Under the Arizona Uniform Premarital Agreement Act, a prenuptial agreement may be created to designate financial limitations and expectations in the case of a divorce. While prenuptial agreements are often seen as cynical, we as family law experts understand the foresight that can give a new couple the peace of mind they need to build a new life together.
Utilizing an experienced attorney will be necessary for ensuring that your premarital agreement is both valid and enforceable. Contact us for a free consultation. We can help you draft your agreement with a thorough understanding of your specific needs and local best practices.
A prenuptial agreement sets forth the rights and responsibilities of the marrying spouses, particularly in regard to property ownership, if the marriage ends with divorce or a spouse’s death. A valid prenuptial agreement must be negotiated and signed prior to exchanging wedding vows at a religious or civil ceremony. If the wedding is called off, the parties are no longer bound by their respective agreements.
It may be prudent to update a prenuptial agreement with a postnuptial agreement in the event of a divorce. The parties may modify premarital agreements by signing an amendment after marriage. Either party may revoke the agreement, rendering it terminated and unenforceable. In either instance, consideration is not needed for the agreement to be valid.
Some people wonder if they can get a prenup after they get married. The answer is no to a prenup agreement in the first few months of marriage, but before their marriage has lasted at least five years, couples can discuss the terms of a postnuptial agreement that would cover these issues if they divorce in the future. This can help it survive a legal challenge in case of a divorce in the future.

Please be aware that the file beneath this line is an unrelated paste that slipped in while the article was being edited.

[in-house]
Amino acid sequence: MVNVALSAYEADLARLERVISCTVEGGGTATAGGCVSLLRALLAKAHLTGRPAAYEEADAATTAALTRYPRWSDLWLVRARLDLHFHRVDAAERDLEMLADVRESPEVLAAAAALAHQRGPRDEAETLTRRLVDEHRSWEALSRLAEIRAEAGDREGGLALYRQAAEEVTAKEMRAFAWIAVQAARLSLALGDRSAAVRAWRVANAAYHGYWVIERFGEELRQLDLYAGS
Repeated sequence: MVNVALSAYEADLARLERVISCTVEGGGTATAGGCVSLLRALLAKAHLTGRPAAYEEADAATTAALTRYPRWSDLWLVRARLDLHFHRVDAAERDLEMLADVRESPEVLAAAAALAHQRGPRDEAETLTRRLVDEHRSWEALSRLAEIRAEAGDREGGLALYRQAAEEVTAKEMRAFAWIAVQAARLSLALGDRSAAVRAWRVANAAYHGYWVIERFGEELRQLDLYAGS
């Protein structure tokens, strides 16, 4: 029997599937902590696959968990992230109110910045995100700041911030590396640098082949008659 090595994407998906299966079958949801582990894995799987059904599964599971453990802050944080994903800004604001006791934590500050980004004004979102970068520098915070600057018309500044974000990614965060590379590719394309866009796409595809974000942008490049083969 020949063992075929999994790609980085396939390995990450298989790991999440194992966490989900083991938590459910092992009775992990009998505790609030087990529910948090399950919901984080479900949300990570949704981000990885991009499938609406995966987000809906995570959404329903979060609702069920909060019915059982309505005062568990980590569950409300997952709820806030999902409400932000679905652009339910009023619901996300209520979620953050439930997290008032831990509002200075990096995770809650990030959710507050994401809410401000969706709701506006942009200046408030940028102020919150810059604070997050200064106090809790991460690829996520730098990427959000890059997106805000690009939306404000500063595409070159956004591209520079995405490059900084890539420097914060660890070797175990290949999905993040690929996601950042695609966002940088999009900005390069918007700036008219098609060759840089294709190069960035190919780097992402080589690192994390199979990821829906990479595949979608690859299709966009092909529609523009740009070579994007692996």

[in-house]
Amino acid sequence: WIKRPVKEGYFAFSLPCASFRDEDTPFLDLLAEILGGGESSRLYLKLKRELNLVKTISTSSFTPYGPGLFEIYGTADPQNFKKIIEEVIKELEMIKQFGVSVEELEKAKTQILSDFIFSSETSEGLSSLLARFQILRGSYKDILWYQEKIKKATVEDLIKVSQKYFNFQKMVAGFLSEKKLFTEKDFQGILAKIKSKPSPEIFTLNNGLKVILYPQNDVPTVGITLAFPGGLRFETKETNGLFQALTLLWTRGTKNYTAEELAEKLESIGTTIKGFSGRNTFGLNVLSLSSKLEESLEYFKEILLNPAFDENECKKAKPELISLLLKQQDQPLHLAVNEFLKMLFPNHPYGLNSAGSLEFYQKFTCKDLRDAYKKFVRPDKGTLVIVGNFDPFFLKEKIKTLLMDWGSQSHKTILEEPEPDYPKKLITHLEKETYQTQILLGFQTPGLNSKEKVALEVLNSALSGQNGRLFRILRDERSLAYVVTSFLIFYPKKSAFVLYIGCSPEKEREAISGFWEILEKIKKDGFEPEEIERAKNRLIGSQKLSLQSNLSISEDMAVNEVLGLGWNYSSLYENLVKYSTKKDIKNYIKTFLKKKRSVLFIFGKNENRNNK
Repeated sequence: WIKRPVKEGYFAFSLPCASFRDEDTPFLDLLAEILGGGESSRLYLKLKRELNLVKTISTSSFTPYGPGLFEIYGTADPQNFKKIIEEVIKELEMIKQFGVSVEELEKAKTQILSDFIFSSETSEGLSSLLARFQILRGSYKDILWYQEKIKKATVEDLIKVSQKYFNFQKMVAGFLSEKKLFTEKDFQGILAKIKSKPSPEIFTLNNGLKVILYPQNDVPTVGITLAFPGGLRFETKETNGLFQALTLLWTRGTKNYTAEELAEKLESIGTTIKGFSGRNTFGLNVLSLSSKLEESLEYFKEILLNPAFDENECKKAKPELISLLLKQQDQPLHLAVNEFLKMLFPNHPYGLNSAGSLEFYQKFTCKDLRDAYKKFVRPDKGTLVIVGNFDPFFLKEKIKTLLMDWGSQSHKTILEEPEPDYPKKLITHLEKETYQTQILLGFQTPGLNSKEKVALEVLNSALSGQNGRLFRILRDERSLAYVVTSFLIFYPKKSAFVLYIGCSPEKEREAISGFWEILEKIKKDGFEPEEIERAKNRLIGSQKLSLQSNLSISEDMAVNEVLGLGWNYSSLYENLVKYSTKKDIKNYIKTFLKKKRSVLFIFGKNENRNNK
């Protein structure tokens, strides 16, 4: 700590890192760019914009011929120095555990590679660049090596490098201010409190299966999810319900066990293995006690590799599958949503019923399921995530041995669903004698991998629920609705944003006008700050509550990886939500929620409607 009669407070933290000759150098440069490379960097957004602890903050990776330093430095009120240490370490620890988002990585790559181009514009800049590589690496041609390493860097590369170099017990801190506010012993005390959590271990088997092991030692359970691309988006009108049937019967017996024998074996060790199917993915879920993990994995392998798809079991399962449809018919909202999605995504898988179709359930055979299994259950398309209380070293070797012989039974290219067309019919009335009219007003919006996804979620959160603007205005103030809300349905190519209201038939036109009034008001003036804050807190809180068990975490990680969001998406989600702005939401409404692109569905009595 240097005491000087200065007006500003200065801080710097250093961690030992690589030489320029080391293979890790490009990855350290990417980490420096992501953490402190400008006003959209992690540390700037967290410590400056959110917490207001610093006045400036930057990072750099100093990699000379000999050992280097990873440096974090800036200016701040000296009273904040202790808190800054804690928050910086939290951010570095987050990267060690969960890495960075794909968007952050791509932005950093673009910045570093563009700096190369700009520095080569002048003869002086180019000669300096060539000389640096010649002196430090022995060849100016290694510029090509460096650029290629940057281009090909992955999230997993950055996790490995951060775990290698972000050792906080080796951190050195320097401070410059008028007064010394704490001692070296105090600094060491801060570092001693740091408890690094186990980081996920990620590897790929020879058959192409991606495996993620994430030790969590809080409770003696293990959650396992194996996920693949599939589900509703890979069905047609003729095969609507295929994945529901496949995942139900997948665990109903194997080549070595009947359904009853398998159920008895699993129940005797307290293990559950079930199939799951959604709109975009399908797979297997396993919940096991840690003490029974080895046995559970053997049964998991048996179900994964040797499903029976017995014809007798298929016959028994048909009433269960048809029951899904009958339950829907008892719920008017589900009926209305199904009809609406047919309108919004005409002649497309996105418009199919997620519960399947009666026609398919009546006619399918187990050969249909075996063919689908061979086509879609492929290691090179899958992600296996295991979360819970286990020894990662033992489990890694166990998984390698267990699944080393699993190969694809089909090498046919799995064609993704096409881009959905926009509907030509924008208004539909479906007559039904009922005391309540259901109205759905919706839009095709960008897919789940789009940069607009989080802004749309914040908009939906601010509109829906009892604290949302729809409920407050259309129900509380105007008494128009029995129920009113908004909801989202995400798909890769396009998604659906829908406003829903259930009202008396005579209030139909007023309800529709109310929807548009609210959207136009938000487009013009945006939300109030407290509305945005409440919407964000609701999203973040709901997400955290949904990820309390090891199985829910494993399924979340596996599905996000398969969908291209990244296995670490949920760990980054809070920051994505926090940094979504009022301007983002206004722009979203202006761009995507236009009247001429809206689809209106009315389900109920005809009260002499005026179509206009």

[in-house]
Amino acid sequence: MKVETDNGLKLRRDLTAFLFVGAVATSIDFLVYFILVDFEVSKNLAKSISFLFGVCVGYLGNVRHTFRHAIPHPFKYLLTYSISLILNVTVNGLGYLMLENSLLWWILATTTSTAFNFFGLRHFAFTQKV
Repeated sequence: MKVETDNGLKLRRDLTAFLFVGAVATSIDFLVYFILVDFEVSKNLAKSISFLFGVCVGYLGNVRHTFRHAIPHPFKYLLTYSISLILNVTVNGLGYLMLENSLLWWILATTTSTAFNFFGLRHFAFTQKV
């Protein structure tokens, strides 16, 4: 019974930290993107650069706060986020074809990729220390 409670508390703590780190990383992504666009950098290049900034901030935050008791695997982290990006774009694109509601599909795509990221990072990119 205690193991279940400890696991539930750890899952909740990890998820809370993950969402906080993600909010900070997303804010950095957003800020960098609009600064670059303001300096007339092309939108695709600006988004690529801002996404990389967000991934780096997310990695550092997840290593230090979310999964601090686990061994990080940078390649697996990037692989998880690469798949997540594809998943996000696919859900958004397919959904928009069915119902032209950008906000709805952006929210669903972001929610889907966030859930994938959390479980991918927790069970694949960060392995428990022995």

Arizona recognizes a prenuptial agreement that is written and signed by both parties after all financial assets and obligations are disclosed. An Arizona prenuptial agreement is enforceable without consideration—in other words, an unmarried couple cannot be forced to live together before they get married, regardless of their agreement.
Under Arizona law, the Uniform Premarital Agreement Act requires that before you marry, you and your fiancé draft an agreement (called a prenup or marriage contract). The Act states in part that the agreement must be in writing, signed by both parties, and contain certain provisions. This is how you’ll understand what each of you is expected to do during your marriage. If either party attempts to back out of the contract or breach it after signing it, there are strict requirements to ensure fairness.
That answer is a personal one. However, we can provide logical reasons why someone would want to protect their assets as well as free themselves from anxiety related to dividing assets should a marriage end.
People identify a number of reasons to motivate them to comprise a prenuptial agreement:
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